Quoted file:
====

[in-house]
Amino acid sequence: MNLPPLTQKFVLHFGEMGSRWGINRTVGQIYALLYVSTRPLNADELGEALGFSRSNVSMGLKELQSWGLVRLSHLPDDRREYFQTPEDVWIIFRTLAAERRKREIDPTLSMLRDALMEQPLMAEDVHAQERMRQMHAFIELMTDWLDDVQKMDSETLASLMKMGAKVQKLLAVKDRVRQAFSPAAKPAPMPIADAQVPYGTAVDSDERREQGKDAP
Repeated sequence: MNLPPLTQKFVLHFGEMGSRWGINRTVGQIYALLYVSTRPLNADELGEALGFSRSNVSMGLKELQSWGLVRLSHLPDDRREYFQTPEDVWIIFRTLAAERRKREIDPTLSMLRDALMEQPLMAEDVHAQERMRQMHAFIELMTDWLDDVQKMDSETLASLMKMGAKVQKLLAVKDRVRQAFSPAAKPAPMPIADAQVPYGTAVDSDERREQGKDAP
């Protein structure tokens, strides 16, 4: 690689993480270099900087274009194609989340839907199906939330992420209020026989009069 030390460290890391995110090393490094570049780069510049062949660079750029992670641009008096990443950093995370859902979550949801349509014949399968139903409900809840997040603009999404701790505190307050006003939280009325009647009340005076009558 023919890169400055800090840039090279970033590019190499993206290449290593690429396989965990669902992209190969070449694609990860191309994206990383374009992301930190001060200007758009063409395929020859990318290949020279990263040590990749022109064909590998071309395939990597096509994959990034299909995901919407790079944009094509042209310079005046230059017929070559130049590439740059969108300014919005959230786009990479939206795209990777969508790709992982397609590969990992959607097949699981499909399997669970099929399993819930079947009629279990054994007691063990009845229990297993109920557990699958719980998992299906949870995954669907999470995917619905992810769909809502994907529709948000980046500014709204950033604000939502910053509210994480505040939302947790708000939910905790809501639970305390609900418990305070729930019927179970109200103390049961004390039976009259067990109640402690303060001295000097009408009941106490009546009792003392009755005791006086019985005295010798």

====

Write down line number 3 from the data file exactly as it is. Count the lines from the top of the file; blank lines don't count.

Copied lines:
Repeated sequence: MNLPPLTQKFVLHFGEMGSRWGINRTVGQIYALLYVSTRPLNADELGEALGFSRSNVSMGLKELQSWGLVRLSHLPDDRREYFQTPEDVWIIFRTLAAERRKREIDPTLSMLRDALMEQPLMAEDVHAQERMRQMHAFIELMTDWLDDVQKMDSETLASLMKMGAKVQKLLAVKDRVRQAFSPAAKPAPMPIADAQVPYGTAVDSDERREQGKDAP